Colonial School for Girls Collection
Scope and Contents
The collection contains three scrapbooks for the academic years 1921-1922, 1922-1923, and 1924-1925. Each holds a variety of materials including dress requirements, flyers for art performances, and general promotional flyers for D.C. arts events, newspaper clippings, charts, menus, and event invitations. Additionally, materials include both hand-written, typed notes, and excerpts from school diaries. According to the title page, the scope of the materials focuses on “Washington, its people, activities, buildings, monuments, etc.” Note: the scrapbook for the 1923-1924 school year is missing.
- Creation: 1921 - 1925
- Colonial School for Girls (Organization)
Conditions Governing Use
Collection has no known restrictions.
Biographical / Historical
The official date of the establishment of the Colonial School for Girls in Washington DC is not known. Resources indicate the school was operating in the DC area from approximately 1909 until 1930. During this period, the school had three locations. In 1909, the school merged with Cloverside School of Montclair, New Jersey, and was located at 2139 R Street NW Washington, D.C. From 1910 to 1914, the school was located at 1715 Connecticut Avenue NW, and 1725-29 Connecticut Avenue NW. From 1914 to 1930, it was located at 1539 18th Street NW, on the southeast corner of 18th and Q Streets, in the Schneider mansion.
Thomas Franklin Schneider, a prolific Washington, DC architect and developer, known for designing and building entire blocks of townhouses at once, designed and built this structure in 1891. He lived there with his family for two years, until 1893. After a few short rentals (including the Chinese legation, and Senator John Fairfield Dryden of New Jersey) the building became the home of the Colonial School from 1914 to 1930. Miss Charlotte Crittenden Everett served as principal and co-principal with Miss Elizabeth Timlow, and later Miss Jessie Truman during this time.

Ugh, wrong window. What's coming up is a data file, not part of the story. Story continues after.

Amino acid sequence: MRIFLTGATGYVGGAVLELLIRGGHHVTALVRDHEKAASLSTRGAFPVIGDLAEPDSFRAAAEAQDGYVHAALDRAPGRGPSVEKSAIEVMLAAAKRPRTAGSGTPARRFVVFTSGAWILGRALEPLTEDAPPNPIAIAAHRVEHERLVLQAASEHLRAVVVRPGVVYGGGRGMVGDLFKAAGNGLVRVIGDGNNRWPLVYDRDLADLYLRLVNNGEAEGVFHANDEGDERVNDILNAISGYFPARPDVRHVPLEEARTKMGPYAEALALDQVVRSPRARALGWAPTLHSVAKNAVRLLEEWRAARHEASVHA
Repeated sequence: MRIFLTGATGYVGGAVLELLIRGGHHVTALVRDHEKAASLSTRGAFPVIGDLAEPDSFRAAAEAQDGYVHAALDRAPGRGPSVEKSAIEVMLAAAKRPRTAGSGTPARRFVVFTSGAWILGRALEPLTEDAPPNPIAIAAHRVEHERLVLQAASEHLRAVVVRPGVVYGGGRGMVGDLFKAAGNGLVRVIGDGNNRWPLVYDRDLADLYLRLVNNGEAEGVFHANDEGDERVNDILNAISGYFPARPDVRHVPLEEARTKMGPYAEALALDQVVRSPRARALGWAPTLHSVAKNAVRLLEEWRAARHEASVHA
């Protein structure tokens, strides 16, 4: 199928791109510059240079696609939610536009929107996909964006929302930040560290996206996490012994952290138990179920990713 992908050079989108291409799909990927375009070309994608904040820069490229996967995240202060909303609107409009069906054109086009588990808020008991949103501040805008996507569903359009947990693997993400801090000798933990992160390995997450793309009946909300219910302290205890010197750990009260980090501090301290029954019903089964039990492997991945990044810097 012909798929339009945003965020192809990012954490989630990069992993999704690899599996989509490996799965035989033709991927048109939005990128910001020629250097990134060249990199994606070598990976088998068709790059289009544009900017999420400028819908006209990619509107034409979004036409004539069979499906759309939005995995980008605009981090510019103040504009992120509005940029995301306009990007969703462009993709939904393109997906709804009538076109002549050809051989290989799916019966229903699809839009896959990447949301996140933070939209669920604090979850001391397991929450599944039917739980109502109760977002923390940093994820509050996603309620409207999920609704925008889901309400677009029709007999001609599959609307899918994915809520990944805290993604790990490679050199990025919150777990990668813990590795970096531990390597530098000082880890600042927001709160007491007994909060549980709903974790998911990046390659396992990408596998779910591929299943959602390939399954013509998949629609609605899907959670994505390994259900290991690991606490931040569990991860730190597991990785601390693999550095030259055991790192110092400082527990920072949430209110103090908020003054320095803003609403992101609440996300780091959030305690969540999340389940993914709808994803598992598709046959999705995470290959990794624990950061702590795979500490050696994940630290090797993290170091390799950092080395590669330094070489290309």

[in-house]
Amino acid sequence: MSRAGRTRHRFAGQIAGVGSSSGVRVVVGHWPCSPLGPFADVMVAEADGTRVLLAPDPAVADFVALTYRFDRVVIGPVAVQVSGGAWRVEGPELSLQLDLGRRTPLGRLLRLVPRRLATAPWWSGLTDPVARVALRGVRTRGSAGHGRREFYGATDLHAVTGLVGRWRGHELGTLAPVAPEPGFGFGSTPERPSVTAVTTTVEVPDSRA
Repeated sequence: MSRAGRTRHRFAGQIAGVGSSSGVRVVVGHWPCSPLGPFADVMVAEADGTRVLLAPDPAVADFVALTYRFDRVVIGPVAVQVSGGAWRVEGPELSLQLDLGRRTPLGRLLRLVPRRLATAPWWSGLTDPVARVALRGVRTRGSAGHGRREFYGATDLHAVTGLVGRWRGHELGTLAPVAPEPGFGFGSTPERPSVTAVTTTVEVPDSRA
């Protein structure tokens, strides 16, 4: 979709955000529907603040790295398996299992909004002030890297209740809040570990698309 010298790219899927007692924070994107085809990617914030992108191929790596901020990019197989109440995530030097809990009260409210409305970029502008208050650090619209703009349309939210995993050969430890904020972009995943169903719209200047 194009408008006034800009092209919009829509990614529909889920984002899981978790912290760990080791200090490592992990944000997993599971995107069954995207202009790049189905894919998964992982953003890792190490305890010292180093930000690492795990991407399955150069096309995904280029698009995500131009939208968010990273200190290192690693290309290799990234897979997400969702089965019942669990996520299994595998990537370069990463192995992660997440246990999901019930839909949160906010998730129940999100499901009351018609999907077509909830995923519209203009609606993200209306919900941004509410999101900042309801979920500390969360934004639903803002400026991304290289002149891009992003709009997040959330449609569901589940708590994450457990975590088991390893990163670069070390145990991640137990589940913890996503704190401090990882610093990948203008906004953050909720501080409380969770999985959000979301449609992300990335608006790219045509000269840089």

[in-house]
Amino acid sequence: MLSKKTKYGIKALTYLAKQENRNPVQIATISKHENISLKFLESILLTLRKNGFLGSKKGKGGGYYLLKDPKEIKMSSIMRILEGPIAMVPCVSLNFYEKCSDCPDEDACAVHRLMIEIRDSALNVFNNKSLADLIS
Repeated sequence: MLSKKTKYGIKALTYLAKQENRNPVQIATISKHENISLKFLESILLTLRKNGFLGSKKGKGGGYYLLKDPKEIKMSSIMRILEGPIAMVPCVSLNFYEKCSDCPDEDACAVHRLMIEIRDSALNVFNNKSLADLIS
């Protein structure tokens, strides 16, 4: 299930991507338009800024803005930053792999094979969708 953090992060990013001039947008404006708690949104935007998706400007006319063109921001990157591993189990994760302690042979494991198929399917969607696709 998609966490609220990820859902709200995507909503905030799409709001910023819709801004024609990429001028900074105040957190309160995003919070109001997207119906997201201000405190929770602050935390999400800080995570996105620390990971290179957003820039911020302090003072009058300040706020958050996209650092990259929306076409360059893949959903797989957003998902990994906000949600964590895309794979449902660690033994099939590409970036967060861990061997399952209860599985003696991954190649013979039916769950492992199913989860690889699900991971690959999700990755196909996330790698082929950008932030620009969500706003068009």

The Colonial School for Girls was a private school, and offered classes at the high school and college preparatory levels. Operating both as a day and boarding school, it combined college preparatory classes and finishing school seminars. Additionally, it offered training in small class-size environments, employing both female and male teachers. From a 1909 advertisement in the American Review of Reviews, the school “affords unequalled opportunities for social and mental culture. The home-life of the school develops poise of mind and body.”
The scrapbook materials capture and reveal the rich academic, social, and cultural life “the girls” received throughout the school year. Students listened to evening lectures on such subjects as Moorish art and architecture, the Panama Canal tolls controversy, and The Effect of War on Womanhood by Jane Addams, for example. To further enrich and broaden their cultural education, students regularly visited local galleries, and theatres.
In 1920, Principal Everett was joined by co-principal Jessie Truman, and the school continued to operate in the Schneider mansion until 1930, when the house was converted into a boarding house.
1 Linear feet
Language of Materials
Series I: Scrapbooks, 3 (1921-1924)
This series contains flyers for concerts, performances, and special events held in Washington, DC and other local venues. This series also contains calendars, catering advertisements and menus, and additional promotional materials.
There is no Deed of Gift for this collection and it is uncertain how or when the Library acquired it.
Basic archival procedures were applied to the materials at the time of processing that included the interleaving of fresh acid-free papers in all scrapbooks.
- Colonial School for Girls Collection
- An inventory of Colonial School for Girls Collection at the DC Public Library
- Biljana Milenkovic
- Description rules
- Describing Archives: A Content Standard
- Language of description
- Script of description
- Code for undetermined script